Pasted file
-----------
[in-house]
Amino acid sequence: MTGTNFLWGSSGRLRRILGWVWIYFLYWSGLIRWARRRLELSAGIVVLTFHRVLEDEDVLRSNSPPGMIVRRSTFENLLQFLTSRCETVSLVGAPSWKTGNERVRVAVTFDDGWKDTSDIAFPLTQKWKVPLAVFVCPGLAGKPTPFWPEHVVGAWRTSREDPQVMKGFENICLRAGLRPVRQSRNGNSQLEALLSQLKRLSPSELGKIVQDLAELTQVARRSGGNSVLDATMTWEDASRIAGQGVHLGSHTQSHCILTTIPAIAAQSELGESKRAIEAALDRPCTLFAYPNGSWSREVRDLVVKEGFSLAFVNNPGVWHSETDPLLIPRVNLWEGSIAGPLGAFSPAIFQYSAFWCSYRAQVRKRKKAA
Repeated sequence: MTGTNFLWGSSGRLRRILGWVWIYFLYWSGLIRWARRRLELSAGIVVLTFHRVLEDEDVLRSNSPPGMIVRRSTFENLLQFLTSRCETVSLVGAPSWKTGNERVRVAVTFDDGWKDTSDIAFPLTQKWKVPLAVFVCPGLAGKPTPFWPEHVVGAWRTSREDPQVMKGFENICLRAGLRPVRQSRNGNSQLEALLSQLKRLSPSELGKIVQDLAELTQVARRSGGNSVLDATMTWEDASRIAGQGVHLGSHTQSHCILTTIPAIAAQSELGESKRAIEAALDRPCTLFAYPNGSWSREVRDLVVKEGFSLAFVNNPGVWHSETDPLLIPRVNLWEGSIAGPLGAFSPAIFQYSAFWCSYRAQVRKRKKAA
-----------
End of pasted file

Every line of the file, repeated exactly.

[in-house]
Amino acid sequence: MTGTNFLWGSSGRLRRILGWVWIYFLYWSGLIRWARRRLELSAGIVVLTFHRVLEDEDVLRSNSPPGMIVRRSTFENLLQFLTSRCETVSLVGAPSWKTGNERVRVAVTFDDGWKDTSDIAFPLTQKWKVPLAVFVCPGLAGKPTPFWPEHVVGAWRTSREDPQVMKGFENICLRAGLRPVRQSRNGNSQLEALLSQLKRLSPSELGKIVQDLAELTQVARRSGGNSVLDATMTWEDASRIAGQGVHLGSHTQSHCILTTIPAIAAQSELGESKRAIEAALDRPCTLFAYPNGSWSREVRDLVVKEGFSLAFVNNPGVWHSETDPLLIPRVNLWEGSIAGPLGAFSPAIFQYSAFWCSYRAQVRKRKKAA
Repeated sequence: MTGTNFLWGSSGRLRRILGWVWIYFLYWSGLIRWARRRLELSAGIVVLTFHRVLEDEDVLRSNSPPGMIVRRSTFENLLQFLTSRCETVSLVGAPSWKTGNERVRVAVTFDDGWKDTSDIAFPLTQKWKVPLAVFVCPGLAGKPTPFWPEHVVGAWRTSREDPQVMKGFENICLRAGLRPVRQSRNGNSQLEALLSQLKRLSPSELGKIVQDLAELTQVARRSGGNSVLDATMTWEDASRIAGQGVHLGSHTQSHCILTTIPAIAAQSELGESKRAIEAALDRPCTLFAYPNGSWSREVRDLVVKEGFSLAFVNNPGVWHSETDPLLIPRVNLWEGSIAGPLGAFSPAIFQYSAFWCSYRAQVRKRKKAA